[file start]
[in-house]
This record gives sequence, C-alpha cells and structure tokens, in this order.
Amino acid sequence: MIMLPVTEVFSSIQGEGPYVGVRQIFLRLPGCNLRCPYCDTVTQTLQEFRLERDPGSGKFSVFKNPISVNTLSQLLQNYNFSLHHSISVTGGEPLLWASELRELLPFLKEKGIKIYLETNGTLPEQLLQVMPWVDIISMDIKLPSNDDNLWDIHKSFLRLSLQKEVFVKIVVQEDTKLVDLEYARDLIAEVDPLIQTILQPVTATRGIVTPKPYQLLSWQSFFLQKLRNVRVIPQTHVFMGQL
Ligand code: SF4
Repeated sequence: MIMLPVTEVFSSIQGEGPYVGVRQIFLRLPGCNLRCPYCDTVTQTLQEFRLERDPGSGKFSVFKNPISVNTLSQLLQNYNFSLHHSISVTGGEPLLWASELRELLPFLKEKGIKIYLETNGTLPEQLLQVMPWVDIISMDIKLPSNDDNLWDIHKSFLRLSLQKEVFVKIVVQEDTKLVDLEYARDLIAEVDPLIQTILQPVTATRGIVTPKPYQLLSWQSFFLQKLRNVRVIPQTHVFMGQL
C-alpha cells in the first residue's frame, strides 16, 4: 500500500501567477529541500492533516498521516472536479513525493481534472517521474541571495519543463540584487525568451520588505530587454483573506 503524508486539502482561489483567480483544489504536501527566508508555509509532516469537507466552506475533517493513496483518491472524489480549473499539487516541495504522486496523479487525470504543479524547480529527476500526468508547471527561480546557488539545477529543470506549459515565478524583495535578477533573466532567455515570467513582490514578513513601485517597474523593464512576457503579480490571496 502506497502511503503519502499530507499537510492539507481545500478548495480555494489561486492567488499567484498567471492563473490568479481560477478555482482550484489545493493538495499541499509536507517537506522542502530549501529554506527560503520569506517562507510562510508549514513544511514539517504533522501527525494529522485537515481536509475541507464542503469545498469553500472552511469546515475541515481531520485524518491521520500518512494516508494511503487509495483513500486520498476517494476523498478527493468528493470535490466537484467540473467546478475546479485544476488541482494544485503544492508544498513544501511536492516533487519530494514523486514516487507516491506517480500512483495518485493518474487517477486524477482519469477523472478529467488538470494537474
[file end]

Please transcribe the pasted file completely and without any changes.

[in-house]
This record gives sequence, C-alpha cells and structure tokens, in this order.
Amino acid sequence: MIMLPVTEVFSSIQGEGPYVGVRQIFLRLPGCNLRCPYCDTVTQTLQEFRLERDPGSGKFSVFKNPISVNTLSQLLQNYNFSLHHSISVTGGEPLLWASELRELLPFLKEKGIKIYLETNGTLPEQLLQVMPWVDIISMDIKLPSNDDNLWDIHKSFLRLSLQKEVFVKIVVQEDTKLVDLEYARDLIAEVDPLIQTILQPVTATRGIVTPKPYQLLSWQSFFLQKLRNVRVIPQTHVFMGQL
Ligand code: SF4
Repeated sequence: MIMLPVTEVFSSIQGEGPYVGVRQIFLRLPGCNLRCPYCDTVTQTLQEFRLERDPGSGKFSVFKNPISVNTLSQLLQNYNFSLHHSISVTGGEPLLWASELRELLPFLKEKGIKIYLETNGTLPEQLLQVMPWVDIISMDIKLPSNDDNLWDIHKSFLRLSLQKEVFVKIVVQEDTKLVDLEYARDLIAEVDPLIQTILQPVTATRGIVTPKPYQLLSWQSFFLQKLRNVRVIPQTHVFMGQL
C-alpha cells in the first residue's frame, strides 16, 4: 500500500501567477529541500492533516498521516472536479513525493481534472517521474541571495519543463540584487525568451520588505530587454483573506 503524508486539502482561489483567480483544489504536501527566508508555509509532516469537507466552506475533517493513496483518491472524489480549473499539487516541495504522486496523479487525470504543479524547480529527476500526468508547471527561480546557488539545477529543470506549459515565478524583495535578477533573466532567455515570467513582490514578513513601485517597474523593464512576457503579480490571496 502506497502511503503519502499530507499537510492539507481545500478548495480555494489561486492567488499567484498567471492563473490568479481560477478555482482550484489545493493538495499541499509536507517537506522542502530549501529554506527560503520569506517562507510562510508549514513544511514539517504533522501527525494529522485537515481536509475541507464542503469545498469553500472552511469546515475541515481531520485524518491521520500518512494516508494511503487509495483513500486520498476517494476523498478527493468528493470535490466537484467540473467546478475546479485544476488541482494544485503544492508544498513544501511536492516533487519530494514523486514516487507516491506517480500512483495518485493518474487517477486524477482519469477523472478529467488538470494537474